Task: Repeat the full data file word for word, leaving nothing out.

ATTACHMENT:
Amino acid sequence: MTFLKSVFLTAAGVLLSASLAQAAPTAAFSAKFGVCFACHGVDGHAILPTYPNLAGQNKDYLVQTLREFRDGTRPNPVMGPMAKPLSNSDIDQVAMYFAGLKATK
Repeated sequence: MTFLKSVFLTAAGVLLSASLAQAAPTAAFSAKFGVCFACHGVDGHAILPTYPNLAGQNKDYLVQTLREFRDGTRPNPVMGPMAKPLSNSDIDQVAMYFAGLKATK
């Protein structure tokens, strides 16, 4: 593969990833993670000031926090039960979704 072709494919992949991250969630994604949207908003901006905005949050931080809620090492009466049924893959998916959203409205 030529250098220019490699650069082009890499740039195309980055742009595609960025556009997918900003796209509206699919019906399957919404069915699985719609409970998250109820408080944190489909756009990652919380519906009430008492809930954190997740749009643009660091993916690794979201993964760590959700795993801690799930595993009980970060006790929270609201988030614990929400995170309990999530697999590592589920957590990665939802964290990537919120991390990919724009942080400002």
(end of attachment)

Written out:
Amino acid sequence: MTFLKSVFLTAAGVLLSASLAQAAPTAAFSAKFGVCFACHGVDGHAILPTYPNLAGQNKDYLVQTLREFRDGTRPNPVMGPMAKPLSNSDIDQVAMYFAGLKATK
Repeated sequence: MTFLKSVFLTAAGVLLSASLAQAAPTAAFSAKFGVCFACHGVDGHAILPTYPNLAGQNKDYLVQTLREFRDGTRPNPVMGPMAKPLSNSDIDQVAMYFAGLKATK
């Protein structure tokens, strides 16, 4: 593969990833993670000031926090039960979704 072709494919992949991250969630994604949207908003901006905005949050931080809620090492009466049924893959998916959203409205 030529250098220019490699650069082009890499740039195309980055742009595609960025556009997918900003796209509206699919019906399957919404069915699985719609409970998250109820408080944190489909756009990652919380519906009430008492809930954190997740749009643009660091993916690794979201993964760590959700795993801690799930595993009980970060006790929270609201988030614990929400995170309990999530697999590592589920957590990665939802964290990537919120991390990919724009942080400002």